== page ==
Strawberry season is short and sweet in South Jersey.
But this year could be one of the sweetest.
A new variety of strawberry — more than a decade in development — makes a much anticipated debut at pick-your-own farms and farmstands this spring.
Farmers are hoping the new, more flavorful Rutgers Scarlet strawberry juices up New Jersey’s long declining strawberry harvest. The berries will be soon ready to pick in a short season that can run from two to six weeks.
“We wanted to develop a better-tasting strawberry, so we concentrated on flavor above all else,” said Bill Hlubik, professor and agricultural agent with Rutgers Cooperative Extension, part of the team of scientists that spent the last 10 to 12 years developing the new variety of strawberry.
“It’s a perfect balance of sugar and acid with a great bouquet, sweet and juicy, and red all the way through,” Hlubik says.
He hopes the Rutgers Scarlet strawberry will be a variety that is more suited to New Jersey’s fickle weather, will develop a following because of its rich flavor and will encourage people to seek it out and buy local.
Butch Sparacio, manager of Sparacio Farms in Deerfield Township, has been growing strawberries on three acres of his Cumberland County farm for over 50 years. This is his first year growing the Rutgers Scarlet.
“There’s a lot of talk about its exceptional flavor, and we can’t wait to find out how good it is,” Sparacio said.
Sparacio started harvesting some of his strawberries last week. Once the current cool and wet weather pattern breaks, he says, the pick-your-own season might begin as soon as Mother’s Day.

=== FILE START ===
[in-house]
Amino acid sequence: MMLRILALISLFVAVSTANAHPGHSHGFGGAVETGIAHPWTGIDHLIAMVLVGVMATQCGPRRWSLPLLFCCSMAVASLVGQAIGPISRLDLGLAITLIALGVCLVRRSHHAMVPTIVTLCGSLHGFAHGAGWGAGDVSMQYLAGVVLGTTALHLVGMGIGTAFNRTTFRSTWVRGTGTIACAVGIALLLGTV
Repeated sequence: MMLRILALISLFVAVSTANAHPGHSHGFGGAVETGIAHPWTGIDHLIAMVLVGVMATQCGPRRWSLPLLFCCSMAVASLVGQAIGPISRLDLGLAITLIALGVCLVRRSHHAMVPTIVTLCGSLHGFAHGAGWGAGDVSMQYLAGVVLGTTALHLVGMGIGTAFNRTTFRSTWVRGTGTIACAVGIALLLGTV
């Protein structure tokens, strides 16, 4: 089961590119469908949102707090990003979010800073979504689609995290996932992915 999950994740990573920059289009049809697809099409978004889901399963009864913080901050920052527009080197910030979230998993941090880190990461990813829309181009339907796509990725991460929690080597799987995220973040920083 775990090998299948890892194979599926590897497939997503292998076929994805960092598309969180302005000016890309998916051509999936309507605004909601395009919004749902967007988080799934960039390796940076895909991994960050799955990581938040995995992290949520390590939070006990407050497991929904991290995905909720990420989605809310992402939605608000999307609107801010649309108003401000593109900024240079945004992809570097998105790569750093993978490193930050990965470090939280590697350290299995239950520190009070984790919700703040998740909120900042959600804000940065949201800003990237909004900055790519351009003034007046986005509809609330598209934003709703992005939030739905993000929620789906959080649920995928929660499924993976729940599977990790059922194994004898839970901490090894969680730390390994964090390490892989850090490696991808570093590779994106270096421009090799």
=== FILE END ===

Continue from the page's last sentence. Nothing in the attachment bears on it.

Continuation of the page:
Sparacio says strawberry season ranges anywhere from two-and-a-half to six weeks long, depending on the weather. Sparacio is optimistic about the upcoming harvest.
“We did maintain a small loss from that cold April night, but this year’s strawberries look excellent,” Sparacio says.
The National Weather Service says temperatures dropped as low as 20 degrees in the New Jersey pinelands on the morning of April 6.
The state Department of Agriculture reported only isolated pockets throughout the state of weather related damage to this year’s strawberry crop.
Blueberry farmers also predict only minimal losses due to the early spring cold. Denny Doyle of the Atlantic Blueberry Company predicted a 1 percent to 7 percent loss.
According to Joe Atchinson of the Department of Agriculture, the window for strawberries is small, but, he says, “People wait all year for the ripe juicy fruit.”
Atchison adds that most Jersey strawberries go directly to farm stands or are picked by consumers and are meant to be eaten fresh.
Despite their popularity, New Jersey strawberry production has been dwindling for decades. Sparacio says “the cost to grow them is pretty expensive, plus you have to pray for cooperative weather given the short season.”
Atchison estimates that only about 200 to 250 acres of strawberries are currently planted statewide.
Contrast that with the New Jersey blueberry crop. Statistics from the U.S. Department of Agriculture show that 8,800 acres of land were dedicated to blueberries in New Jersey in 2014. The value of the New Jersey blueberry crop was $79.5 million that year.
Atchison estimates that New Jersey strawberries bring in about $2 million annually.
He says the USDA does not keep official statistics on the New Jersey strawberry harvest, since production fell below 300 acres in 2007.
But Hlubik and his team at Rutgers are hoping their work reverses that trend.
“The new variety of strawberry gives farmers something fresh, new, and sweet to offer customers early in the season,” Hlubik explains. And he says the Rutgers Scarlet won’t be the only thing new in strawberries.
“We’re hoping to release one or two more new varieties over the next year or so,” Hlubik says.
Back on the farm, Sparacio awaits the verdict on this year’s new strawberry, and hopes for cool, dry weather for harvesting. Knowing that widespread 80- to 90-degree heat will abruptly end the short season, Sparacio hopes the only thing hot this spring will be sales.